Budget Plan Limits Growth in Community College Funding

The Governor’s proposed budget includes an increase in funding for community colleges, although it is about $5M less than the colleges would have received if the plan followed the statutorily prescribed funding formula.  A change in State funding for community colleges could put pressure on county governments, who share responsibility for funding these institutions.  In the past, some counties have contributed more than 40% of their community college budgets.

In the Budget Reconciliation and Financing Act of 2014 (SB 172), the standard formula is amended to limit the growth of community college funding in FY15. The proposal provides $223 million to community colleges in FY15. While this is a 5% increase ($10.7M more in direct aid) compared to FY14 funding, it is actually less of an increase than would have been dictated by the John A. Cade Funding Formula.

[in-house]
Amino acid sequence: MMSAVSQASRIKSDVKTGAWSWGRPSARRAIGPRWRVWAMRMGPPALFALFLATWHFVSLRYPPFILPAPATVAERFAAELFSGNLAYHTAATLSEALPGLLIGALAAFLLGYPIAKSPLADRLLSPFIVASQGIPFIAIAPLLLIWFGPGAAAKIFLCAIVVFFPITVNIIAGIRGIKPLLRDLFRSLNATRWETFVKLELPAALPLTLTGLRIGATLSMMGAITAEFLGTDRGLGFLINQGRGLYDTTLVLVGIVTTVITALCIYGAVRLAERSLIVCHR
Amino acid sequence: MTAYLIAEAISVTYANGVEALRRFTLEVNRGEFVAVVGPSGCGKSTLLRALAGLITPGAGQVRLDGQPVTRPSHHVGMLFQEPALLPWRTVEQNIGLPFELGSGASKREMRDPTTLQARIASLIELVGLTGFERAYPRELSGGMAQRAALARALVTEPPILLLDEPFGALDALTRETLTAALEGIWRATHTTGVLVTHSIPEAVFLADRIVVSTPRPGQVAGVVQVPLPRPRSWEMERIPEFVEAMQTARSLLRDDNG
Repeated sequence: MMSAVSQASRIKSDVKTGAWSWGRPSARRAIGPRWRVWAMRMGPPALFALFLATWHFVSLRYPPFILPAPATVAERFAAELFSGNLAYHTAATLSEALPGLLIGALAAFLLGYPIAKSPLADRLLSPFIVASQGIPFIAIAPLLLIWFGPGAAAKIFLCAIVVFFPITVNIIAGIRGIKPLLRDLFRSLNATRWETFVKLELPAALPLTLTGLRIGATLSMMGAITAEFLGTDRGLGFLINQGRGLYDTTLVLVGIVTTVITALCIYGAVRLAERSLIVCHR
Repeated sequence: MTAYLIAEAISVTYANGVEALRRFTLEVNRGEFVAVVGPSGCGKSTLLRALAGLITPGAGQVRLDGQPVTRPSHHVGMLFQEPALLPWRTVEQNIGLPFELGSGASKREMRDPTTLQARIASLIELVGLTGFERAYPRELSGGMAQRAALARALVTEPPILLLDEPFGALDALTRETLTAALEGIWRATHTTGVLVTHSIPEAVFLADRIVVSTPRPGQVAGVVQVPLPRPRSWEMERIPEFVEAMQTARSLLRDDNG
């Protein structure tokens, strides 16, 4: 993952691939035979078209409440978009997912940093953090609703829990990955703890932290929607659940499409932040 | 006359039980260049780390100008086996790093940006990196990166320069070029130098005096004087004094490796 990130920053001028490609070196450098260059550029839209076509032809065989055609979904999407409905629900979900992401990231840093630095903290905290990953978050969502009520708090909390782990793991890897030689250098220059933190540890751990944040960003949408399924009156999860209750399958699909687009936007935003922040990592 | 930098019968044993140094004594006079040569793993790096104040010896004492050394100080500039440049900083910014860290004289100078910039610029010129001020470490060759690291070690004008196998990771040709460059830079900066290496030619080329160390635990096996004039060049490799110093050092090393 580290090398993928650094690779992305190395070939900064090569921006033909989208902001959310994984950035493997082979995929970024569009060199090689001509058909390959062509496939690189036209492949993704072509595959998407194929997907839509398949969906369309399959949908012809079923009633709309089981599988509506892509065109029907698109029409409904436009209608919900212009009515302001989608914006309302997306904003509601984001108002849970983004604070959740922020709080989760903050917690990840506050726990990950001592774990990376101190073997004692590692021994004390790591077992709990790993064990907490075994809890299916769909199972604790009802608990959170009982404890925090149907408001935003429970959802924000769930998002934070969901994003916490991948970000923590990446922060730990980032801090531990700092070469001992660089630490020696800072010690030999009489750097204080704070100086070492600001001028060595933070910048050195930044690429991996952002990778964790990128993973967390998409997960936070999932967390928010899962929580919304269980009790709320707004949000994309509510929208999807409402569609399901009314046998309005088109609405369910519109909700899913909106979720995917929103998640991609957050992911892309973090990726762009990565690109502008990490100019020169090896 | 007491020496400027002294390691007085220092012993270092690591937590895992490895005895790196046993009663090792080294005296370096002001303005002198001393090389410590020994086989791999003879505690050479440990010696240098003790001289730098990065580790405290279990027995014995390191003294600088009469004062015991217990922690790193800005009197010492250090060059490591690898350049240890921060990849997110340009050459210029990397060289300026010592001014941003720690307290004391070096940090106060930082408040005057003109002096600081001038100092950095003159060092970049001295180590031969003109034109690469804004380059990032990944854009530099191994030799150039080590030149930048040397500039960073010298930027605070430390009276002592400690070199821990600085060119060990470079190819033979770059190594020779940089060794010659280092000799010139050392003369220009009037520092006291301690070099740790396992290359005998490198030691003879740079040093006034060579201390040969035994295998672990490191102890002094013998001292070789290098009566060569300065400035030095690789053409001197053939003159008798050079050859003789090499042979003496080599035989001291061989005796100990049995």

The Cade Formula is a set appropriation based on the number of enrolled students.  If the Cade was applied this year, community colleges would have received a 7.2% increase in funding from 2014, or $15.3M more than in FY14.  Here is a comparison chart of the Governors Allowance 2015 provided by the Maryland Association of Community Colleges.

This year’s proposed budget provides the following funding allocations:

  • Allegany Community College $4,872,898;
  • Anne Arundel Community College $28,998,941;
  • Community College of Baltimore County $38,990,003;
  • Carroll Community College $7,488,547;
  • Cecil Community College $5,217,687;
  • College of Southern Maryland $13,118,626;
  • Chesapeake College $6,134,108;
  • Frederick Community College $9,010,822;
  • Garrett College $2,595,501;
  • Hagerstown Community College $7,788,149;
  • Harford Community College $10,913,980;
  • Howard Community College $15,300,154;
  • Montgomery College $40,402,184;
  • Prince George’s Community College $25,722,191; and
  • Wor–Wic Community College $7,116,177.

For more information on the budget and its effect on counties, see our post Governor’s Budget: No New County Reductions, Limited New Funding